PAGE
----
Mid-morning Ashtanga practice. Powerful. Right effort. Knowing boundaries, challenging limits. Mountain men and women gaining strength, vitality. Soaking up inspiration from our teacher and his teacher’s teachers.

Just one week, and yet we go so deep, transforming energy on all levels. Strangers swiftly become sangha, friendships are forged over meals and spirit animal tarot cards.

Healing circle, full moon, New Year’s Eve evening; glowing hearts, positive energy, splendid synergy. Giving and receiving.

Inner transformation, outward evolution. Deep bow of gratitude, dream come true. The closing of one chapter leads to the opening of the next.

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Thank you. I love you. Please forgive me. I’m sorry. Namaste.

Landing

On August 6, 2009, I boarded a plane in my hometown, Austin, Texas, and took a flight into the unknown. Destination: Guatemala. I was 29.

Ten years prior, the international travel bug had bitten. At age 19, prompted by my irrational fear that Y2K would cause global chaos and planes would fall out of the sky at the turn of the century, I’d flown to London to spend a semester abroad. I arrived at Gatwick; my two gigantic suitcases didn’t. A lesson in letting go. How I sobbed. I was so alone, on the other side of the pond, empty handed. Later I realized how lucky it was that I didn’t’ have to lug the luggage through the streets as I walked in frustrating circles searching for the big creaky Victorian house in Notting Hill Gate where I would live with a bevy of fellow college kids, mostly from the northeast US. Plus, I got money from the airline to go out and buy clothes.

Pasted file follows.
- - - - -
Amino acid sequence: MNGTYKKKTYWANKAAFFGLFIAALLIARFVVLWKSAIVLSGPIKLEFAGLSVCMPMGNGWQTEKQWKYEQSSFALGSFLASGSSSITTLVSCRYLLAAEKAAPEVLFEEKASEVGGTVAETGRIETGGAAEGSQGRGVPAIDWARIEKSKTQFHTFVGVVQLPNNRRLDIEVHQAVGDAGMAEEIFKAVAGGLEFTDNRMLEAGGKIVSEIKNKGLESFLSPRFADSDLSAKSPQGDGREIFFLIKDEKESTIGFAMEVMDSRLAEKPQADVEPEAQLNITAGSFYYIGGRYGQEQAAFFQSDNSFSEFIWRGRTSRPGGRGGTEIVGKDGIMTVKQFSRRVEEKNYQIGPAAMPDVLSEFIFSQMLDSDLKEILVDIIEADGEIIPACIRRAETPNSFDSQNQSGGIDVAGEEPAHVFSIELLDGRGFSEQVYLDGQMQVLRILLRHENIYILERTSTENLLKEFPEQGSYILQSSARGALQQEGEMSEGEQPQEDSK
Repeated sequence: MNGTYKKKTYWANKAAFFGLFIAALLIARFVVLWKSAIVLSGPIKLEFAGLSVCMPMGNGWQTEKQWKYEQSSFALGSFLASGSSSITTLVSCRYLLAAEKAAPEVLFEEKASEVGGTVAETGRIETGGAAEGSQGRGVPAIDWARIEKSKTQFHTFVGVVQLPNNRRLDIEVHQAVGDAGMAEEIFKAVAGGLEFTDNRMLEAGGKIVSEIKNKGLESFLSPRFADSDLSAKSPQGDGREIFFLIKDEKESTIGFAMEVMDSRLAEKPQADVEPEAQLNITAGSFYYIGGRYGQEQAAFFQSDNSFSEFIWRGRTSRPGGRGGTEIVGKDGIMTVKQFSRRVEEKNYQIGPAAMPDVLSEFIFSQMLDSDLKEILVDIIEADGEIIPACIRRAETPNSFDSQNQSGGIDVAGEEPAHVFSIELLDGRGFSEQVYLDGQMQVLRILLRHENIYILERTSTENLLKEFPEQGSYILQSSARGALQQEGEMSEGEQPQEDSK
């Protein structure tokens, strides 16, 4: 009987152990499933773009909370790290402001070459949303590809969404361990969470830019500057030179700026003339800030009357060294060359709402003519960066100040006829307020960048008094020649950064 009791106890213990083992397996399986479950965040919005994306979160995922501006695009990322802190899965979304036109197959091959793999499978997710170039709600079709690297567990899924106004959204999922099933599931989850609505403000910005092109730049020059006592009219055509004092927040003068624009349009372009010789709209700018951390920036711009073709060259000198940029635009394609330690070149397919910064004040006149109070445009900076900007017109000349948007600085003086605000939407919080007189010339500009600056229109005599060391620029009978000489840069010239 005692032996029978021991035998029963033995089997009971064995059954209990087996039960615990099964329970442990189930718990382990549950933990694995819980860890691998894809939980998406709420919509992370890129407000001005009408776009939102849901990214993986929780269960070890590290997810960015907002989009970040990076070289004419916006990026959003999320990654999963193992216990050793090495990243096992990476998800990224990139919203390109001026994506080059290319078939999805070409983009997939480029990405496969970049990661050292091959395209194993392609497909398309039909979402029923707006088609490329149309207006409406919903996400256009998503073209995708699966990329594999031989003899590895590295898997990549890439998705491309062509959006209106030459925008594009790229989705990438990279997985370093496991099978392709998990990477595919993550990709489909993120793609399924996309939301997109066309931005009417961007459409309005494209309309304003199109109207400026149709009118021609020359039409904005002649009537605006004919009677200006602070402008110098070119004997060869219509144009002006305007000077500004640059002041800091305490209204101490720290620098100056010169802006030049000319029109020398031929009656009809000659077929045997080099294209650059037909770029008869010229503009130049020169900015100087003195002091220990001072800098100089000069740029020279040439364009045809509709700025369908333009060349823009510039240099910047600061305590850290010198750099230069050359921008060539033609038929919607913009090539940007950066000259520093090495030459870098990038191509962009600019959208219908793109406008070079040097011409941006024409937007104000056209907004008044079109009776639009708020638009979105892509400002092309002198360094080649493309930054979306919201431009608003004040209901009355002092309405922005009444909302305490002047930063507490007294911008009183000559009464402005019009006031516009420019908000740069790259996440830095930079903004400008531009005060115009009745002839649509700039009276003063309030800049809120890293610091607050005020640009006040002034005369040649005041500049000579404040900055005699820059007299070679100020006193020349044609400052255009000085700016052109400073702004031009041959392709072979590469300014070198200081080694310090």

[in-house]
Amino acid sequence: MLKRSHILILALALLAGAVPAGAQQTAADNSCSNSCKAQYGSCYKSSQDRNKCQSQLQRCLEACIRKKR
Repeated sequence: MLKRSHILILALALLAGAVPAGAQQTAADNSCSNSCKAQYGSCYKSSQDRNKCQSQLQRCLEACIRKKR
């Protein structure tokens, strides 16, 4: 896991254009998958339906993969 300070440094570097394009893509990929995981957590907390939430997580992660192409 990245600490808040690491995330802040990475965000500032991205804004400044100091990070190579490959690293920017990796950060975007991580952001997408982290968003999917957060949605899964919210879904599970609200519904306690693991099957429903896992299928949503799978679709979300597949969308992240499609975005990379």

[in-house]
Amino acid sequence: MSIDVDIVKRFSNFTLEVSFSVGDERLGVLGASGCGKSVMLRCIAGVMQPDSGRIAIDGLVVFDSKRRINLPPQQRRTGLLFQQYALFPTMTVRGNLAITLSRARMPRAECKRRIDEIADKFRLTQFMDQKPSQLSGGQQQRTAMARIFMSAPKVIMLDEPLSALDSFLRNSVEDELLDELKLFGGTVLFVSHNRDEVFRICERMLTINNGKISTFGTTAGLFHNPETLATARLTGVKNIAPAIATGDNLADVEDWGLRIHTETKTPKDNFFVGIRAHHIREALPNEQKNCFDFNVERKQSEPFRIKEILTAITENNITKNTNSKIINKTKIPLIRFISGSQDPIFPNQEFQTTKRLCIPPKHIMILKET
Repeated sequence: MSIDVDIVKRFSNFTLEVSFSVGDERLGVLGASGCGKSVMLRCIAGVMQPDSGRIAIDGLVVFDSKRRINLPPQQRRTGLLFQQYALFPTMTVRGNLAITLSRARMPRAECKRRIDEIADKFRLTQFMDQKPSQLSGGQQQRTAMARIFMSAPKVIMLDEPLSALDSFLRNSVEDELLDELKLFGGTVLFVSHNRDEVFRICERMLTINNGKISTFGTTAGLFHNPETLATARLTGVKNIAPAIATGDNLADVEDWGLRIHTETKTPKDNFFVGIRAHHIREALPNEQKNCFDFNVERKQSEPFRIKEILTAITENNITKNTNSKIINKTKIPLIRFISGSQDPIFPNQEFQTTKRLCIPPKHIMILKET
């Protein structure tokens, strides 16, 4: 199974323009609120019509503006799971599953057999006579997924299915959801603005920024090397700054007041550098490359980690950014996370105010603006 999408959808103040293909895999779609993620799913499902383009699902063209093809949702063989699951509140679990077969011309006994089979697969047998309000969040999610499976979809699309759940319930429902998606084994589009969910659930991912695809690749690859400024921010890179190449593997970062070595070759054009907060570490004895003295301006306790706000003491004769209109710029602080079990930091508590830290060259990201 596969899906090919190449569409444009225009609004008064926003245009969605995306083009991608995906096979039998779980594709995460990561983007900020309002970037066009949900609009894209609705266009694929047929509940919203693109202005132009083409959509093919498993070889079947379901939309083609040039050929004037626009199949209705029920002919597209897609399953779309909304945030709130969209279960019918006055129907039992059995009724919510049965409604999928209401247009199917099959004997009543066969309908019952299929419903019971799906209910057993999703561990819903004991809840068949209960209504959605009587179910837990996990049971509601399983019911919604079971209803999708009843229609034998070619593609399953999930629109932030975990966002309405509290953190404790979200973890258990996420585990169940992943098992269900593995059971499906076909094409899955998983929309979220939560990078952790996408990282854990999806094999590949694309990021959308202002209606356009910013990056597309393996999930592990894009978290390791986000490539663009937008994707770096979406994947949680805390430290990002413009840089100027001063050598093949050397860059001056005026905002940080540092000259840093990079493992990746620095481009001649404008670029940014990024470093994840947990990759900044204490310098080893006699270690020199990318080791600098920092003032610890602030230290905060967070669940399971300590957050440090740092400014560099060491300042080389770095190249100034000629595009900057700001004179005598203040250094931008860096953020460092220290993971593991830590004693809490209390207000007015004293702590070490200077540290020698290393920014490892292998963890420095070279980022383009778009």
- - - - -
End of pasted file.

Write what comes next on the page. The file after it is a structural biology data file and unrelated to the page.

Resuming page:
Since there were two Michelles living in the house, some of the guys took to calling me “Texas.” Yankees, I called them. I took the tube, studied art and architecture, Shakespeare and Sherlock Holmes. We went out for Halloween and I was so mortified to be on the tube with these rowdy, drunken Americans, my roommates. I was dressed up as a zebra but nowhere near drunk enough. I spent hours one long November day at a recording studio listening to Nik, my slightly-older British crush, and his band sing “In-Between Days”, over and over and over again, for a Cure tribute album. The one night I stayed out with him until after the tube stopped running, I slept at Nik’s place in north London. Zero romance occurred, and I was so disappointed. I visited Dublin, Barcelona and Paris for long weekends. Life was not as glamorous as it sounded, though. I was only 19 and largely a clueless, privileged American girl.

Living in London in the fall of 1999 was my coming of age. My first stab at “adulting”. Learning to cook actual meals. Managing my life abroad, alone. When I went back to work in Austin post-London, my good friend and boss at the ad agency noted how much self-confidence I had grown through the experience. I held myself differently, she said.